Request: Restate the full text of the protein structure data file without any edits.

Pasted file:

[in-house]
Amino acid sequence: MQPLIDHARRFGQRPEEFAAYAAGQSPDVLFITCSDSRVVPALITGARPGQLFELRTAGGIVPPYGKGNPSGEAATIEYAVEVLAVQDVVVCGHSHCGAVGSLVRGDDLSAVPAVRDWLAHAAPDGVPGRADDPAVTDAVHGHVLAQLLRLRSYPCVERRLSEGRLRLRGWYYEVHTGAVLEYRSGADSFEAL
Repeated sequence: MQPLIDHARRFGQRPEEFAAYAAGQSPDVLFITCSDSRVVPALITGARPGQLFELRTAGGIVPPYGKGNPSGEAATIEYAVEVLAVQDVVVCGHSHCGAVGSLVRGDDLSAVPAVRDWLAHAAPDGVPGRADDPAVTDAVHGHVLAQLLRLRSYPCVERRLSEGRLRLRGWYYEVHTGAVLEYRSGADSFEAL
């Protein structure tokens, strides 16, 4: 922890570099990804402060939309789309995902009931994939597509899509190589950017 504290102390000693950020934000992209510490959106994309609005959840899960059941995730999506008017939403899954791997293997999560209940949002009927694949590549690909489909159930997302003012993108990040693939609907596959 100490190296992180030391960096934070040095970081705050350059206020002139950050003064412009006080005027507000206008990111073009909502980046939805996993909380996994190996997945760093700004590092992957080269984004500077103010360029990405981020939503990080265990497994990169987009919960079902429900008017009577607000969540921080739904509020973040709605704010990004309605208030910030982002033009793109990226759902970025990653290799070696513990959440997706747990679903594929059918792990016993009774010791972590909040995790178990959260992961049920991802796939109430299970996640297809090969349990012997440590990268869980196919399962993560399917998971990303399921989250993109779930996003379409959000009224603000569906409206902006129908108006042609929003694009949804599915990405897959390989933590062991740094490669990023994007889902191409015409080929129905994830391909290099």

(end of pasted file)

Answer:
[in-house]
Amino acid sequence: MQPLIDHARRFGQRPEEFAAYAAGQSPDVLFITCSDSRVVPALITGARPGQLFELRTAGGIVPPYGKGNPSGEAATIEYAVEVLAVQDVVVCGHSHCGAVGSLVRGDDLSAVPAVRDWLAHAAPDGVPGRADDPAVTDAVHGHVLAQLLRLRSYPCVERRLSEGRLRLRGWYYEVHTGAVLEYRSGADSFEAL
Repeated sequence: MQPLIDHARRFGQRPEEFAAYAAGQSPDVLFITCSDSRVVPALITGARPGQLFELRTAGGIVPPYGKGNPSGEAATIEYAVEVLAVQDVVVCGHSHCGAVGSLVRGDDLSAVPAVRDWLAHAAPDGVPGRADDPAVTDAVHGHVLAQLLRLRSYPCVERRLSEGRLRLRGWYYEVHTGAVLEYRSGADSFEAL
């Protein structure tokens, strides 16, 4: 922890570099990804402060939309789309995902009931994939597509899509190589950017 504290102390000693950020934000992209510490959106994309609005959840899960059941995730999506008017939403899954791997293997999560209940949002009927694949590549690909489909159930997302003012993108990040693939609907596959 100490190296992180030391960096934070040095970081705050350059206020002139950050003064412009006080005027507000206008990111073009909502980046939805996993909380996994190996997945760093700004590092992957080269984004500077103010360029990405981020939503990080265990497994990169987009919960079902429900008017009577607000969540921080739904509020973040709605704010990004309605208030910030982002033009793109990226759902970025990653290799070696513990959440997706747990679903594929059918792990016993009774010791972590909040995790178990959260992961049920991802796939109430299970996640297809090969349990012997440590990268869980196919399962993560399917998971990303399921989250993109779930996003379409959000009224603000569906409206902006129908108006042609929003694009949804599915990405897959390989933590062991740094490669990023994007889902191409015409080929129905994830391909290099």